The Virgo Cluster is a cluster of galaxies whose center is 53.8 ± 0.3 Mly (16.5 ± 0.1 Mpc) away in the constellation Virgo. Comprising approximately 1300 (and possibly up to 2000) member galaxies, the cluster forms the heart of the larger Virgo Supercluster, of which the Local Group is an outlying member. It is estimated that its mass is 1.2×1015 M☉ out to 8 degrees of the cluster's center or a radius of about 2.2 Mpc.
Many of the brighter galaxies in this cluster, including the giant elliptical galaxy Messier 87, were discovered in the late 1770s and early 1780s and subsequently included in Charles Messier's catalogue of non-cometary fuzzy objects. Described by Messier as nebulae without stars, their true nature was not recognized until the 1920s.
The cluster subtends a maximum arc of approximately 8 degrees centered in the constellation Virgo. Many of the member galaxies of the cluster are visible with a small telescope. Its brightest member is the elliptical galaxy Messier 49, located in one subunit of the cluster.
Other articles related to "virgo cluster, virgo, cluster, clusters":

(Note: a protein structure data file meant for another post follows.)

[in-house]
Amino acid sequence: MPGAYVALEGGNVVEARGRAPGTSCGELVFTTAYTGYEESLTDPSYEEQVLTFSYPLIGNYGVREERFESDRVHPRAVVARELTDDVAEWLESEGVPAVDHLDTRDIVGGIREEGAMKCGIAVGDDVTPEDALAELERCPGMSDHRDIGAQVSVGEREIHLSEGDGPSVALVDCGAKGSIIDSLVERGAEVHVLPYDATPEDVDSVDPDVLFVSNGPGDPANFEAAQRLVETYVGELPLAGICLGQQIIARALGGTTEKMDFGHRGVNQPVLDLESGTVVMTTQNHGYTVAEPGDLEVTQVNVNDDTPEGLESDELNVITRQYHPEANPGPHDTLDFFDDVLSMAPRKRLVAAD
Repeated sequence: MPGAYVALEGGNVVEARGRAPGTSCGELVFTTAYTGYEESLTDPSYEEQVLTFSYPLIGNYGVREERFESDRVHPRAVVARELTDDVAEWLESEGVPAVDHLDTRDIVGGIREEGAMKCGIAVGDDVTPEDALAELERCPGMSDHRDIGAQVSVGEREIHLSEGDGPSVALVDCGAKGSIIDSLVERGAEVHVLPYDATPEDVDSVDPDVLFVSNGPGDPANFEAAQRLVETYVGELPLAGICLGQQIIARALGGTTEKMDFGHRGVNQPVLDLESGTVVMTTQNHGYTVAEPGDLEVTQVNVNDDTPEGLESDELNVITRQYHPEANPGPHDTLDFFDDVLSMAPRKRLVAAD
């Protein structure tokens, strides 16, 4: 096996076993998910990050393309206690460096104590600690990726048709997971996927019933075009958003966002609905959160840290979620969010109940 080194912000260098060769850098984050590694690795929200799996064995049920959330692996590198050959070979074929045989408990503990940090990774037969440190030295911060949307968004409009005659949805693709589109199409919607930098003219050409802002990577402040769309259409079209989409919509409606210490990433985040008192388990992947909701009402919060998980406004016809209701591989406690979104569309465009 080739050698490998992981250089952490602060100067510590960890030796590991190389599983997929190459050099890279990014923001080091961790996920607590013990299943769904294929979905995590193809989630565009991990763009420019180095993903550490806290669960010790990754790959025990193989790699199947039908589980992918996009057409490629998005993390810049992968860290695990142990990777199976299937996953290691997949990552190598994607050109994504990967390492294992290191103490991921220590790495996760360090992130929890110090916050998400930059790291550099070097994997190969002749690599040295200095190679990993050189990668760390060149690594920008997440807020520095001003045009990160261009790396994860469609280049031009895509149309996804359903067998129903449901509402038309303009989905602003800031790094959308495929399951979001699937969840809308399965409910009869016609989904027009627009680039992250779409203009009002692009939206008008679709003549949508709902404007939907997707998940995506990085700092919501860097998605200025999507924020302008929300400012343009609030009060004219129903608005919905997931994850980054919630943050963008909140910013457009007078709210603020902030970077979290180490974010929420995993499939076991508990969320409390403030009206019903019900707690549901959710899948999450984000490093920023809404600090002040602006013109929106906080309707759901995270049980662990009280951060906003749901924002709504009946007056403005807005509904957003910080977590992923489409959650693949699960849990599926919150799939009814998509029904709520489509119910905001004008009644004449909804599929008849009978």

... Coma Berenices contains the northern portion of the Virgo cluster (also known as the Coma-Virgo cluster), which is around 60 million light years away ... It is part of the Virgo Cluster ... At 7 arcminutes across, it has the largest apparent size of any galaxy in the Virgo cluster ...
... Messier 90 is a member of the Virgo Cluster ... of the galaxy's interaction with the intracluster medium in the Virgo Cluster, the galaxy has lost much of its interstellar medium ... compared to similar galaxies outside the Virgo Cluster and there're even H II regions outside the galactic plane ...
... NGC 4216 (Virgo A or Cloud N), NGC 4435 (Virgo A), NGC 4438 (Virgo A), NGC 4450 (Virgo A), NGC 4526 (Virgo B), NGC 4536 (Cloud S), NGC 4567 (Virgo A), NGC 4568 (Virgo A ...
... the square of the distance from its center near the Virgo Cluster, suggesting that this cluster is not randomly located ... magnitude −13) are concentrated in a small number of clouds (groups of galaxy clusters). 11 clouds (given in decreasing order of number of luminous galaxies) Canes Venatici, Virgo Cluster, Virgo II (southern extension), Leo II, Virgo III, Crater (NGC 3672), Leo I, Leo Minor (NGC ...
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